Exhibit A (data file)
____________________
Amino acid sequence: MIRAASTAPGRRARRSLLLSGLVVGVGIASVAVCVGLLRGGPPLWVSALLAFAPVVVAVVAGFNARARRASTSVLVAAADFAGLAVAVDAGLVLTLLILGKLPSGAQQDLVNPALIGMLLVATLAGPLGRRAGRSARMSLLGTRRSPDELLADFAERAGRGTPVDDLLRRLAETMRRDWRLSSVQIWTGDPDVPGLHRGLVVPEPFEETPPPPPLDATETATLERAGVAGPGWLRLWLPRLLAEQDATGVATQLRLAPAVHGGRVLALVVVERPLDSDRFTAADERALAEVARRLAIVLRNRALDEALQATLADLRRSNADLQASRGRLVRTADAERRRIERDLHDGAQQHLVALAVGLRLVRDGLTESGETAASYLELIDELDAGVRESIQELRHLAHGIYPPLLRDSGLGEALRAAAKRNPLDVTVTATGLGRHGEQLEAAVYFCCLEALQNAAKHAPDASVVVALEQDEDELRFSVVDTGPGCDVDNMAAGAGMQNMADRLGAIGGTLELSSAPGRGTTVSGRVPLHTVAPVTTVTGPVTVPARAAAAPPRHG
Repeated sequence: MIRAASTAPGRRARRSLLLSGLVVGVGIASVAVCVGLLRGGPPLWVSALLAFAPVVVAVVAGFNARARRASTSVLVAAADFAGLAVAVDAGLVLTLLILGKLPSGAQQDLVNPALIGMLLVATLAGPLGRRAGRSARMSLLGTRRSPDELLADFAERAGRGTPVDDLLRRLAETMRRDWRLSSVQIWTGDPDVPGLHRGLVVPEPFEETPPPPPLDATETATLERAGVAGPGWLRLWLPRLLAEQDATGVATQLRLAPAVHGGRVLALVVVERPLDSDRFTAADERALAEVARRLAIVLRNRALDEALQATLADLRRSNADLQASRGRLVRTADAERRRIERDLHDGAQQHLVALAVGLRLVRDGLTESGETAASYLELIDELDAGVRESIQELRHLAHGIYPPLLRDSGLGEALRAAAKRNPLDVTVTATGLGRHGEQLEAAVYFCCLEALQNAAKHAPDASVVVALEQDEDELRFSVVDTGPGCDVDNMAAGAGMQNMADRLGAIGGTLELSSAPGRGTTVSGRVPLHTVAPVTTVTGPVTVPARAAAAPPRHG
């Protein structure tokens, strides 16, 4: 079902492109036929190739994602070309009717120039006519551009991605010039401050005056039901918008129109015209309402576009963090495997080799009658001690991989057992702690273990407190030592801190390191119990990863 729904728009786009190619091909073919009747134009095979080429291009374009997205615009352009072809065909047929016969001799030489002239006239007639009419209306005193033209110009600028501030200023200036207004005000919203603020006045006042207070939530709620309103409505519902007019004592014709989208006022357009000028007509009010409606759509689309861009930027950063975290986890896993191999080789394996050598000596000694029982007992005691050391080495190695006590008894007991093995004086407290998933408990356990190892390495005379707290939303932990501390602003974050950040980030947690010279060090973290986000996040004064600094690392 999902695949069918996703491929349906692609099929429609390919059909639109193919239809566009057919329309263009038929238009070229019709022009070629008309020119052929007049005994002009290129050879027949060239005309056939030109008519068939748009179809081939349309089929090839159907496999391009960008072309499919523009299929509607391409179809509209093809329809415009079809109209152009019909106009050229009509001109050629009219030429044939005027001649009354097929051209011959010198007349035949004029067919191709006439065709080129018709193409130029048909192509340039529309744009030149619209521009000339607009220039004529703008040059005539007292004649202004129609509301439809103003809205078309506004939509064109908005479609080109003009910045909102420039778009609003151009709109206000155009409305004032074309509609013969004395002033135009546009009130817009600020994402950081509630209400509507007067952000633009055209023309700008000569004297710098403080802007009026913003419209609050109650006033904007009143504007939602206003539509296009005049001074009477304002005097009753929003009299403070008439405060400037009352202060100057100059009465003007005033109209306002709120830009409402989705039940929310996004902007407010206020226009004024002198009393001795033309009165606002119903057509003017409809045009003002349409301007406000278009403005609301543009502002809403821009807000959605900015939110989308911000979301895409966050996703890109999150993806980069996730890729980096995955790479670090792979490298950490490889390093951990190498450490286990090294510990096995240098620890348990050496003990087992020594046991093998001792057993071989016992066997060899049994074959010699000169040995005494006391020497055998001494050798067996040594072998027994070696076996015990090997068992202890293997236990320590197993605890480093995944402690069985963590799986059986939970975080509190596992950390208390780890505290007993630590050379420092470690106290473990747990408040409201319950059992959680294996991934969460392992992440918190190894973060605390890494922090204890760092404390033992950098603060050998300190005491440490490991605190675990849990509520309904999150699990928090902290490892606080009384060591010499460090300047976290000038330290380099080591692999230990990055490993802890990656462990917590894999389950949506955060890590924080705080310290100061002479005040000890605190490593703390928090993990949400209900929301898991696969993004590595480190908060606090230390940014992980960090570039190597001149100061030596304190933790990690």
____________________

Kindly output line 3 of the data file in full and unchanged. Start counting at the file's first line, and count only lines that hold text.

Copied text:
């Protein structure tokens, strides 16, 4: 079902492109036929190739994602070309009717120039006519551009991605010039401050005056039901918008129109015209309402576009963090495997080799009658001690991989057992702690273990407190030592801190390191119990990863 729904728009786009190619091909073919009747134009095979080429291009374009997205615009352009072809065909047929016969001799030489002239006239007639009419209306005193033209110009600028501030200023200036207004005000919203603020006045006042207070939530709620309103409505519902007019004592014709989208006022357009000028007509009010409606759509689309861009930027950063975290986890896993191999080789394996050598000596000694029982007992005691050391080495190695006590008894007991093995004086407290998933408990356990190892390495005379707290939303932990501390602003974050950040980030947690010279060090973290986000996040004064600094690392 999902695949069918996703491929349906692609099929429609390919059909639109193919239809566009057919329309263009038929238009070229019709022009070629008309020119052929007049005994002009290129050879027949060239005309056939030109008519068939748009179809081939349309089929090839159907496999391009960008072309499919523009299929509607391409179809509209093809329809415009079809109209152009019909106009050229009509001109050629009219030429044939005027001649009354097929051209011959010198007349035949004029067919191709006439065709080129018709193409130029048909192509340039529309744009030149619209521009000339607009220039004529703008040059005539007292004649202004129609509301439809103003809205078309506004939509064109908005479609080109003009910045909102420039778009609003151009709109206000155009409305004032074309509609013969004395002033135009546009009130817009600020994402950081509630209400509507007067952000633009055209023309700008000569004297710098403080802007009026913003419209609050109650006033904007009143504007939602206003539509296009005049001074009477304002005097009753929003009299403070008439405060400037009352202060100057100059009465003007005033109209306002709120830009409402989705039940929310996004902007407010206020226009004024002198009393001795033309009165606002119903057509003017409809045009003002349409301007406000278009403005609301543009502002809403821009807000959605900015939110989308911000979301895409966050996703890109999150993806980069996730890729980096995955790479670090792979490298950490490889390093951990190498450490286990090294510990096995240098620890348990050496003990087992020594046991093998001792057993071989016992066997060899049994074959010699000169040995005494006391020497055998001494050798067996040594072998027994070696076996015990090997068992202890293997236990320590197993605890480093995944402690069985963590799986059986939970975080509190596992950390208390780890505290007993630590050379420092470690106290473990747990408040409201319950059992959680294996991934969460392992992440918190190894973060605390890494922090204890760092404390033992950098603060050998300190005491440490490991605190675990849990509520309904999150699990928090902290490892606080009384060591010499460090300047976290000038330290380099080591692999230990990055490993802890990656462990917590894999389950949506955060890590924080705080310290100061002479005040000890605190490593703390928090993990949400209900929301898991696969993004590595480190908060606090230390940014992980960090570039190597001149100061030596304190933790990690």